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Stocks close flat in wild session Friday that saw the S&P 500 briefly fall into a bear market


U.S. stocks fell on Friday, extending losses from earlier in the week that have sent the S&P 500 to the cusp of a bear market and the Dow Jones Jones Industrial Average on pace for its eighth negative week in a row.

The Dow fell 145 points, or 0.5%, with the benchmark losing steam after a strong open. The S&P 500 traded about 0.3% lower, while the Nasdaq Composite dipped 0.5%.

Those moves come after another downbeat day on Wall Street. The Dow and Nasdaq on Thursday dipped 0.8% and 0.3%, respectively. For the week, the Dow is off by 2.4% for what would be its first 8-week losing streak since 1923 as relentless selling has taken over Wall Street the last two months.

“This has probably been one of the most volatile starts to a year where a move in either direction has been at least 1% for the S&P 500 more often than it hasn’t been. That’s not normal kind of volatility to start with,” said Art Hogan, chief market strategist at National Securities.

“The difficult part of that is, because markets are so volatile in both directions, it takes away most of the liquidity. Nobody wants to stand in the way of the market when it picks a direction, so that tends to exacerbate the moves,” he said.

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The S&P 500 fell 0.6% on Thursday and is now about 19% below a record closing high set in early January. This would be the first bear market — defined by many on Wall Street as a 20% drop from a high — since the pandemic decline of March 2020.

The Nasdaq and S&P 500 are on pace to fall for a seventh-straight week. Stocks have been under pressure this week as the latest quarterly figures from big box retailers such as Walmart and Target raise concerns about a weakening consumer base and the ability for companies to deal with decades-high inflation. Target and Walmart are down sharply after posting their quarterly results this week.

“While many cross-currents are causing the current sell-off, the proximate cause of the recent acceleration in the stock declines revolves around fears about the U.S. consumer,” Glenview Trust CIO Bill Stone wrote. “For the first time in the post-Covid period, retailers have been stuck with some excess inventories. Costs due to inflation are also taking their toll on their earnings.”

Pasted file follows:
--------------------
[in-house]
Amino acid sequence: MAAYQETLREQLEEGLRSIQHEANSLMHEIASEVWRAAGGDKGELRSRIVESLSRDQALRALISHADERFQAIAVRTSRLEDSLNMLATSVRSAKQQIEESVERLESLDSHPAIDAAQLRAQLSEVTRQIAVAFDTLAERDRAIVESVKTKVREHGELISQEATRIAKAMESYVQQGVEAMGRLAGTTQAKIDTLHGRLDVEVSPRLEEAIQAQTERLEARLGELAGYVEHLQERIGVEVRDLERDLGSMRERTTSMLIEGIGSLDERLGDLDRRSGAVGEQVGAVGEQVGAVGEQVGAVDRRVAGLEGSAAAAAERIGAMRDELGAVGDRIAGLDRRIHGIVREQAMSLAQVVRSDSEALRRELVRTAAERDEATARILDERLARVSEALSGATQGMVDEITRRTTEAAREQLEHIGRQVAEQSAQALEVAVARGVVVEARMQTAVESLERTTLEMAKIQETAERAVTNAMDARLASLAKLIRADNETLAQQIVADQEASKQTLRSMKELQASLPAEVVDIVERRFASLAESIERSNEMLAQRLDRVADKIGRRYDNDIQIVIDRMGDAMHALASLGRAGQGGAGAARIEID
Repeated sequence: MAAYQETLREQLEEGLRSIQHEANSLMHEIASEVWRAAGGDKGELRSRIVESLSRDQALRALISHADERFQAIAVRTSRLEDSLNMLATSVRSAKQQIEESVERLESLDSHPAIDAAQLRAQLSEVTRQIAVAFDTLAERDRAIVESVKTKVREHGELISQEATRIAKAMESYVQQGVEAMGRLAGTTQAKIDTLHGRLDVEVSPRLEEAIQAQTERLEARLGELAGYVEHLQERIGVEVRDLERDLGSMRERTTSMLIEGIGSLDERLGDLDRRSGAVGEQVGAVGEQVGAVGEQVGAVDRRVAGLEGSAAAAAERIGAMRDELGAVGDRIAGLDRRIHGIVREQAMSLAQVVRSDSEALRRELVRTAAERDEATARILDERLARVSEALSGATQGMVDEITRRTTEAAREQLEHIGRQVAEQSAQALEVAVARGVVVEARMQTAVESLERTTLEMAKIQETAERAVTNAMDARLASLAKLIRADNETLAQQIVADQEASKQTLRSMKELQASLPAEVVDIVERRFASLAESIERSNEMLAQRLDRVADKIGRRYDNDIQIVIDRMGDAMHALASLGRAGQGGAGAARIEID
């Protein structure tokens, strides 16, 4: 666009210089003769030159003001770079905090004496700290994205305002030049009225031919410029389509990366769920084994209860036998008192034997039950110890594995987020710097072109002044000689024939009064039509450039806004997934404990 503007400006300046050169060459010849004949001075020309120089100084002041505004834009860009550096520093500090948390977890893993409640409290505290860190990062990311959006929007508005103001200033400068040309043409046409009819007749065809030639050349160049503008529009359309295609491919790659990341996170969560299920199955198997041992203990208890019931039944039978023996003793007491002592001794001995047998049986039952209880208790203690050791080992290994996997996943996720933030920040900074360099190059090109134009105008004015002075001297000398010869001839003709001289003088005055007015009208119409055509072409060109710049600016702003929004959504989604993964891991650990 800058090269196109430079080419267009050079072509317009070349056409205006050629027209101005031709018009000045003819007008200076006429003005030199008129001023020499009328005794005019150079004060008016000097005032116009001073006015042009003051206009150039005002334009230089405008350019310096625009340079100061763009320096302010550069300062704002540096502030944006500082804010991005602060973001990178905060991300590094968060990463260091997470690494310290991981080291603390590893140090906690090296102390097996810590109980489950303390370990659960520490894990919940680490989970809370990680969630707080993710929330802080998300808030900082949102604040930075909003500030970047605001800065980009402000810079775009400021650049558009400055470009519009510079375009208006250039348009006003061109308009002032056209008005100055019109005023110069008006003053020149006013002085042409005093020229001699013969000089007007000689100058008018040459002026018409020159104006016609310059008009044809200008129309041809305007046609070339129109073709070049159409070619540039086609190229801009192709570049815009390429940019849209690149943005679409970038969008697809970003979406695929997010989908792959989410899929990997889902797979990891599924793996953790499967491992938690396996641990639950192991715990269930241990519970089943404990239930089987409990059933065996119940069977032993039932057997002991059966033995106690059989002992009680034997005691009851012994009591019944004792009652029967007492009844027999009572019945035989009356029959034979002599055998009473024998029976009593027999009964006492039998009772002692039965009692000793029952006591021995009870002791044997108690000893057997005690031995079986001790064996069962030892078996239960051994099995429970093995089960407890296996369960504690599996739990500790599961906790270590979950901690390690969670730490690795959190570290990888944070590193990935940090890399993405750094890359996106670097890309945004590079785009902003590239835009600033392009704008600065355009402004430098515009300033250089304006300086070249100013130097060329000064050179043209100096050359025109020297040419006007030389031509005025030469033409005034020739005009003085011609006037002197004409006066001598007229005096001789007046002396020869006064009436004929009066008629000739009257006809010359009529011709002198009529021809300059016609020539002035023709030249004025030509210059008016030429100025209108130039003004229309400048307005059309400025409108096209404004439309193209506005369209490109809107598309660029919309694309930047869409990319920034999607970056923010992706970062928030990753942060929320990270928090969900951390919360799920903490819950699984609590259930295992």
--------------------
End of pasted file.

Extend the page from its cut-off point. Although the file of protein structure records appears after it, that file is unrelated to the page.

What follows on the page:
“Lastly, there is evidence that the lower-end consumer is feeling the pinch from the increase in prices,” Stone said.

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Ross Stores was the latest retailer to fall after posting earnings. The stock was down 20%. CEO Barbara Rentler said that “following a stronger-than-planned start early in the period, sales underperformed over the balance of the quarter.”

Elsewhere, shares of Deere also fell 7% on Friday after the heavy equipment maker reported a revenue miss. However, the company beat on earnings estimates and raised its annual profit outlook.

Meanwhile, the Federal Reserve has signaled it will continue to raise interest rates as it tries to temper the recent inflationary surge. Earlier in the week, Chair Jerome Powell said: “If that involves moving past broadly understood levels of neutral, we won’t hesitate to do that.”

That tough stance on monetary policy has stoked concern this week that the Fed’s actions could tip the economy into a recession. On Thursday, Deutsche Bank said the S&P 500 could fall to 3,000 if there is an imminent recession. That’s 23% below Thursday’s close.

Stocks have struggled to find their footing for roughly two months. The Nasdaq is 27% below its record and the Dow is off by 14% from its high.

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Correction: The Dow was on pace for its first eight-week losing streak since 1923. A previous version misstated the year.

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